ONE DOOR CLOSES, ANOTHER OPENS ... That's the way German-food aficionados might view the turn of events in the restaurant business. It looks like Esther's German Bakery and Cafe, at 987 San Antonio Road on the Los Altos/Palo Alto border, may be picking up the slack created when Elbe's, Palo Alto's only German restaurant, closed two months ago. For two years, Esther's was open only for breakfast and lunch. It started serving dinners this week, with an expanded menu featuring traditional German supper fare. "People have been asking me for a long time to open for dinner and I finally decided to do it," owner Esther Nio said. "I've done my best to try to keep reasonable prices. With this economy, who can afford a big dinner?" Despite the extensive menu that includes such items as schweinshaxn and rouladen, Nio says her best seller still is basic bratwurst.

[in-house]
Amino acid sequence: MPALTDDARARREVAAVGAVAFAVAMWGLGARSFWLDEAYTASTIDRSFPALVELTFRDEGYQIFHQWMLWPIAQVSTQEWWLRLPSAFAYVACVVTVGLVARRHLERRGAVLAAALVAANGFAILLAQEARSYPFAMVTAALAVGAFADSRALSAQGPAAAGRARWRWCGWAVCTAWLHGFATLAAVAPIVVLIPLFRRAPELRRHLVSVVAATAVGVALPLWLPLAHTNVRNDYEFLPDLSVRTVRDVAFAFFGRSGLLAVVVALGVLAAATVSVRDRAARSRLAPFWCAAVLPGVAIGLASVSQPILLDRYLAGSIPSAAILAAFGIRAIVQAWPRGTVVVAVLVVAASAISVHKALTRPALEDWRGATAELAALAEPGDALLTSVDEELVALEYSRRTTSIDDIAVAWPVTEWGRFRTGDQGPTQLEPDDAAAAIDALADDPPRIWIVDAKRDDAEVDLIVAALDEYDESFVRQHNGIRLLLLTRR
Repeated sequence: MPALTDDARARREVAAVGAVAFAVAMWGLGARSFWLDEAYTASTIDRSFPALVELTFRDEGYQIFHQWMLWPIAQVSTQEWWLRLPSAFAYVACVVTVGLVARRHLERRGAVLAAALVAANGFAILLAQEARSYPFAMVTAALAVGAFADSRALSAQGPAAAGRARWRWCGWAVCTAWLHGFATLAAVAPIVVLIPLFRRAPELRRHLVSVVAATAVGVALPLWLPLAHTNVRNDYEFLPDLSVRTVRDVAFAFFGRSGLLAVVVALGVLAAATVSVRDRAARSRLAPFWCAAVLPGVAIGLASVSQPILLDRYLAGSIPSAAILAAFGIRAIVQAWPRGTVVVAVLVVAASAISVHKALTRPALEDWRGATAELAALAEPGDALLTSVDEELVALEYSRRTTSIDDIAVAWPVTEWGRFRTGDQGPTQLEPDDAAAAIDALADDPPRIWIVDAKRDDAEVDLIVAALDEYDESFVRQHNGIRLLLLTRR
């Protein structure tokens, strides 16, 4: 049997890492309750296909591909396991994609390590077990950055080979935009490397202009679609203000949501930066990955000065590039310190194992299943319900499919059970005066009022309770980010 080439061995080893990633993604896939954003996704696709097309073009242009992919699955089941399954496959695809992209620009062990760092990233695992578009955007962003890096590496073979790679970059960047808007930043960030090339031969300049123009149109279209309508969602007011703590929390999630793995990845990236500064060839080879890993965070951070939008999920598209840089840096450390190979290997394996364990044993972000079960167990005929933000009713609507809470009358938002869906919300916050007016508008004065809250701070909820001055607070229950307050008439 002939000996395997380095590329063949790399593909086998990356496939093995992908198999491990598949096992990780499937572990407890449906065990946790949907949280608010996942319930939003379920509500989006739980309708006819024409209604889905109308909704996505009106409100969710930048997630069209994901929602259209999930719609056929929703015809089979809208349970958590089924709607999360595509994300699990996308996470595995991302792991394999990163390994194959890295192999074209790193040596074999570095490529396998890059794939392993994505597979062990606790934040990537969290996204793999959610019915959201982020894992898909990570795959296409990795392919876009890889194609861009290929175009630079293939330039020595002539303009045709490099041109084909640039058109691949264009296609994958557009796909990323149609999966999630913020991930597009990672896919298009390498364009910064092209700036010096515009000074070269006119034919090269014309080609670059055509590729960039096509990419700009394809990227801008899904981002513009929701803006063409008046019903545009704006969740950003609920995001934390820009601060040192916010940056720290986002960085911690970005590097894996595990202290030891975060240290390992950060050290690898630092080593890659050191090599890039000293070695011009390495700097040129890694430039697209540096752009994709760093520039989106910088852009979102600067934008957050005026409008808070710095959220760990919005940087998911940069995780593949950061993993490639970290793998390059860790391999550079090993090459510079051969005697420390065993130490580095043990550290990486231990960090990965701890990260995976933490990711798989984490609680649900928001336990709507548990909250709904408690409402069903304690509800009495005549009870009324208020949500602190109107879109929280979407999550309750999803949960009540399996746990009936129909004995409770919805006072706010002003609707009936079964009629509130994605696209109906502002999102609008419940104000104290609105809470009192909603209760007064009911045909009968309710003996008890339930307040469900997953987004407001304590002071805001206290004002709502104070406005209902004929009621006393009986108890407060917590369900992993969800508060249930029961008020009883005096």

SLIDERS HIT DOWNTOWN ... CharStyle:>A modern-day diner is about to open its front door in downtown Palo Alto. The Sliderbar Cafe at 324 University Ave. is restaurateur Ashwani Dhawan's latest venture. Applying the concept of old-fashioned sliders to popular culture, Dhawan will be serving the all-day slider. "We'll have sliders for breakfast, sliders for lunch and sliders for dinner," he said. But these are a sharp contrast to the sliders of the 1950s. The term "sliders" is thought to have originated at White Castle, a chain of restaurants known for its small square burgers. The burgers were on the greasy side and as a result, they would easily slide down the throats of the customers. White Castle even trademarked the name of its burgers, but spelled it as "Slyders." Dhawan's sliders could be viewed as several steps up from the original — nothing in the cafe will be fried. "We are going to bake our fries, chicken wings and onion rings," Dhawan said. "We use Niman Ranch beef and everything is organic," he said. In addition, breakfast sliders come in different styles. "We have the Mediterranean breakfast slider, the Italian breakfast slider and the California breakfast slider," he said. Breakfast sliders start at $1.99. The narrow 1,600-square-foot site, which is half the former Gleim the Jeweler spot, will seat 45. Dhawan said 1 percent of all sales from the restaurant will go to local charities. He also owns Mantra, a 4-year-old Indian restaurant at 632 Emerson St. in Palo Alto.
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